Hey Dad, am I out of the picture?
Belmont was a silver mining town and became the county seat of Nye County in 1867 and had a population of about 2000 by 1868 and construction was began on a two-story brick Courthouse which was completed in 1874. By 1868, there were over 100 businesses in town including hotels, restaurants, a National Bank, and many other buildings including saloons, and three newspapers. Six mills operated in and around Belmont during its peak years. The Post Office operated from April 1867 till May 1911.
In 1878, signs began to appear that perhaps Belmont had seen its best days. Beginning in 1880, mining companies began to move to newer locations and by 1885 only limited mining activity was taking place. And by 1889 many of Belmont’s businesses and most of its residents had left. The final death blow came from the Belmont’s last surviving newspaper, the Belmont Currier,ceased publication on March 2, 1901. In it's lifetime, Belmont produced over $15 million in silver ore.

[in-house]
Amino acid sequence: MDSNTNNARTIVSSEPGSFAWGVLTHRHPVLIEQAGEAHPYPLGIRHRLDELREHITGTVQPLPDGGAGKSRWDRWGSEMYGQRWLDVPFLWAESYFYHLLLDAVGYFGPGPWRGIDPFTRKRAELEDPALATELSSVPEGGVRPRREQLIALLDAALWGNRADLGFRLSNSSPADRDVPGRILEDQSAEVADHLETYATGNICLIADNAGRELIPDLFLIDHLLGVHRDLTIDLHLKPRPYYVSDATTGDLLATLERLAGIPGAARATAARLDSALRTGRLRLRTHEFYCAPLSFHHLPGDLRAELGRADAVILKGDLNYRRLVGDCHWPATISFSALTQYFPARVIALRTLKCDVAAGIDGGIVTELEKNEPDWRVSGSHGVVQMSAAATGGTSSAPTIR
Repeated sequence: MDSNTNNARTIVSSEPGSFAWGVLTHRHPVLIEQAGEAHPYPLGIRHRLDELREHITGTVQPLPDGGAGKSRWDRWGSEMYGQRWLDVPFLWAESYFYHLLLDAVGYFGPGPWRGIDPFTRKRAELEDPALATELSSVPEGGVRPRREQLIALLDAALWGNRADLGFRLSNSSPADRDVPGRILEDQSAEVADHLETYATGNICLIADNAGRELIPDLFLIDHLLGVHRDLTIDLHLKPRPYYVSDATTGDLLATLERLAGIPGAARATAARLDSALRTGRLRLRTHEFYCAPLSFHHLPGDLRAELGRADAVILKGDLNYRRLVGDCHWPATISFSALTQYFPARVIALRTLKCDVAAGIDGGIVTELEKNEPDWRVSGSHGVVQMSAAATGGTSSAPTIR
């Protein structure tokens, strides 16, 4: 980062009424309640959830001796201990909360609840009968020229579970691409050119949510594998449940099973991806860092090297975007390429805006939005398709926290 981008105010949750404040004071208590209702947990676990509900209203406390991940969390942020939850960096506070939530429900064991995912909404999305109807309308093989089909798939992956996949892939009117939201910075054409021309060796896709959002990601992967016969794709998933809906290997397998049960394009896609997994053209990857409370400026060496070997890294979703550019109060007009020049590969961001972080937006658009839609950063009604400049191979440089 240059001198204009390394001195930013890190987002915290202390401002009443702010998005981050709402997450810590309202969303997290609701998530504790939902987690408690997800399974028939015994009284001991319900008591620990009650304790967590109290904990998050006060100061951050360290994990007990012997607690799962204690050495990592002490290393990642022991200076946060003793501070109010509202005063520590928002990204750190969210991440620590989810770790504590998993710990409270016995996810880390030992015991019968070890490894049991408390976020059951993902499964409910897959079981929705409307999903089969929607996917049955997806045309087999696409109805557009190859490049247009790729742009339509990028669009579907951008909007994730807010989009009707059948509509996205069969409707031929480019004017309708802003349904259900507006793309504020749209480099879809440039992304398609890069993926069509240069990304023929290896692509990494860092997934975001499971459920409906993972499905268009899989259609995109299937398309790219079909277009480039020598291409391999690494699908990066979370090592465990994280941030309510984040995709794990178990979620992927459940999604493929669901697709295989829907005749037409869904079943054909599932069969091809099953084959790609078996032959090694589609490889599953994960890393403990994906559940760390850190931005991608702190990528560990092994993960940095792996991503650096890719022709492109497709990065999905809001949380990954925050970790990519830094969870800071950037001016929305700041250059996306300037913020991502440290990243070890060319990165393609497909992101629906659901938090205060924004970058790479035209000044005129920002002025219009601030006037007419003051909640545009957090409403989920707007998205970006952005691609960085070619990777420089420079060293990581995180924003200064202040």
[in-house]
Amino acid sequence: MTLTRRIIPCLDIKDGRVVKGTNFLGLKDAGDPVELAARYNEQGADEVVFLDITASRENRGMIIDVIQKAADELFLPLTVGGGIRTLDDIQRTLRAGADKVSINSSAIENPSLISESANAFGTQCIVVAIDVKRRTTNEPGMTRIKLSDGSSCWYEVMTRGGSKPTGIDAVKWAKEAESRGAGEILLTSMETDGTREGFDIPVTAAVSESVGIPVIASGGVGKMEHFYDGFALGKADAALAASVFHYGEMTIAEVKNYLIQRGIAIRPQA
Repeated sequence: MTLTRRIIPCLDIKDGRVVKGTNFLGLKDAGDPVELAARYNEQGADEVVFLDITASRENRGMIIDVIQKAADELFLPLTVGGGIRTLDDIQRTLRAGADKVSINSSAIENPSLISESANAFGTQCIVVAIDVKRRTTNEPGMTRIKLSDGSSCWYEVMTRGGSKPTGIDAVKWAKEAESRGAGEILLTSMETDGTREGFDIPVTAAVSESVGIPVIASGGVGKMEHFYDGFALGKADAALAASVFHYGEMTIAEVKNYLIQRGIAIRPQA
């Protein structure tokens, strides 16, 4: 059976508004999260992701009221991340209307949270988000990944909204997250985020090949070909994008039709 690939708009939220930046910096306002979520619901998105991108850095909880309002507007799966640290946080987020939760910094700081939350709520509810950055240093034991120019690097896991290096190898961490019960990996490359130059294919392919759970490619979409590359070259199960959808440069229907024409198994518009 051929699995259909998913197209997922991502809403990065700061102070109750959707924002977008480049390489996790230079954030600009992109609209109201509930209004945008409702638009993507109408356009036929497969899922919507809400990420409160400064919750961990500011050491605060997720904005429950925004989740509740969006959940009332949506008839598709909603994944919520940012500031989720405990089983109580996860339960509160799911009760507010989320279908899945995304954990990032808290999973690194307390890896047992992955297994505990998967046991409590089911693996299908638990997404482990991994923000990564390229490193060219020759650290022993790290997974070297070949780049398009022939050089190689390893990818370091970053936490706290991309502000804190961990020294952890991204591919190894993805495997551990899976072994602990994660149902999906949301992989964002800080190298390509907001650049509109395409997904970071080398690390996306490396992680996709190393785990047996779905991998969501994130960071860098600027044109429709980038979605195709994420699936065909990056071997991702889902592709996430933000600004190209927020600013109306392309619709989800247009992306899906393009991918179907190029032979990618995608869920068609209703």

In 1874 Belmont was the site of a lynching; two miners Charlie McIntire & Jack London got into an argument with a local citizen H.H. Sutherland, which resulted in gunplay and Suthernland being wounded by Walker. The pair of miners were jailed and later the same month they escaped but were found hiding in a mine shaft just outside of town. Around midnight vigilantes showed up and disarmed the sheriff and his deputy. The sheriff and deputy were discovered by the night watchman and untied from their bonds, they hurried down stairs to the jail to find both McIntire & London swinging by their necks, each man had a note pinned to their backs reading "301", the signature of Belmont's vigilantes.
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